A.I.C. : Charles Sheeler
I've been going to the Charles Sheeler (1883-1965) show every week now at the A.I.C. -- and I'm becoming a fan.
As Gawain wrote about his taste for Chopin here , if my mind is a lock, his painting fits like the key.
Yes -- I know Sheeler is a canonical champion for modernism in America --- there are hundreds, maybe thousands of forgotten painters of his time that were just as good -- and I've always walked right past his works when they're in the general population of a museum.
But now -- in rooms that are nothing but Sheeler -- I'm in heaven -- this guy is so good -- and now that I think about it -- he's from that great generation of artists born around 1880 who grew up into probably the most prolific and diverse artworld any civilzation has ever seen. And he had - in the Pennsylvania Academy of William Merritt Chase and Charles Grafton -- one of the best art educations available anywhere.
One of the problems with writing this post --- is that I can't show jpg's of the paintings I liked the best.
For example, the painting immediately above ("Classic Landscape")was one of my favorites at the show -- but the jpg has lost most of the qualities that I enjoyed. The color is different -- and of course, size is important. In person - this thing is breathtaking and georgeous -- in reproduction, it feels flat, grim, and ugly.
But on the other hand -- the painting at the very top ("Amoskeag Canal") wasn't even in this show -- but it's jpg is gorgeous -- and recalls -- at least for me -- the paintings that I saw -- as wonderful -- delicious -- trip through space -- and given its subject matter -- a loveletter to our urban world that often feels like such a disaster.
... just as Italian painting of the 14th and 15th Century was often a tribute to their urban world -- like this section above, cut from a mural by Massaccio.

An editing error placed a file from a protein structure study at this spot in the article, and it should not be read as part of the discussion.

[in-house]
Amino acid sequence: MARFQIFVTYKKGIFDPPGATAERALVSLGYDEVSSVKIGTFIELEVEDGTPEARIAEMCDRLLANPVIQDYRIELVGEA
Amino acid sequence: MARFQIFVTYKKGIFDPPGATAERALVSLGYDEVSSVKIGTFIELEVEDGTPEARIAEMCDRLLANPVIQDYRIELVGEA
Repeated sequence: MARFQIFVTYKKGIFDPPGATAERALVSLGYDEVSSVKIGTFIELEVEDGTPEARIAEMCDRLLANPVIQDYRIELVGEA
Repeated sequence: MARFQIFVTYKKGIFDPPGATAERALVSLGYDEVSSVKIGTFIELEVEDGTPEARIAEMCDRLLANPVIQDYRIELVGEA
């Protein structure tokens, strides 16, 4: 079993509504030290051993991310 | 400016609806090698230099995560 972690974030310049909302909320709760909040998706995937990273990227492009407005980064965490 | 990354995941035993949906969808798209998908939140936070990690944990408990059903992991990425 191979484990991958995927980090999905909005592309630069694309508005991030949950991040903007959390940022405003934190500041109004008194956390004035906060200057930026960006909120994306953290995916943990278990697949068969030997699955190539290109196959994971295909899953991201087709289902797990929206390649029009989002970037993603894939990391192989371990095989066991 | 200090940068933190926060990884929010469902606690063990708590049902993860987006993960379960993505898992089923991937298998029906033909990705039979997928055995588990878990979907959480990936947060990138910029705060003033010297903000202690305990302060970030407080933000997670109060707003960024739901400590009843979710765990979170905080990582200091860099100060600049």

And finding ways to love the world is an important, adult activity I think -- because adults are responsible for it -- and it's an inclination that is far removed from the adolescent alienation of contemporary art.
And speaking of contemporary art -- late in his career --- as he was approaching 70 -- the references to actual urban spaces began to sometimes fade away -- leaving just a dance of line and color -- and a very beautiful dance it is !
I wish I could post the ones that I saw ("Incantation" of 1946, posted above, was not in the exhibit) -- especially the miniatures -- which are just about as delicious and eye-popping as Persian miniatures from centuries ago.
But here's a jpg of a very large painting ("New York View") that did hang in the show -- feels a bit surreal, doesn't it ?
I'm thinking these paintings are not just tributes to modern urban landscapes -- but also to those bright, clean, crew-cut, sincere, nerdish engineers who have shaped it.
It's a kind of masculinity that's on life-support in nursing homes around the country now -- but back in its day -- it had its own kind of beauty.
And as I recall --- I once had my very own Charles Sheeler kind of experience -- the first time Beth and I floated down the Little Vermillion River in Northern Illinois.
Being the disorganized slackards that we are -- we always get on the river too late in the day --- so the sun was beginning to set while we are still on the water -- and on this day -- to compound our problems -- a torrential thunderstorm broke out -- just as we were passing the Big Star Cement Factory.
I don't know if you've ever seen a cement factory before -- but believe me -- they are BIG --- everything about them is big -- and simple -- industrial looking --- and just like a Sheeler painting -- completely empty of personell.
We were cold -- wet --- tired --- lost -- in a big, dark, strange (and noisy!) place -- but it was one of the most exciting moments of my life.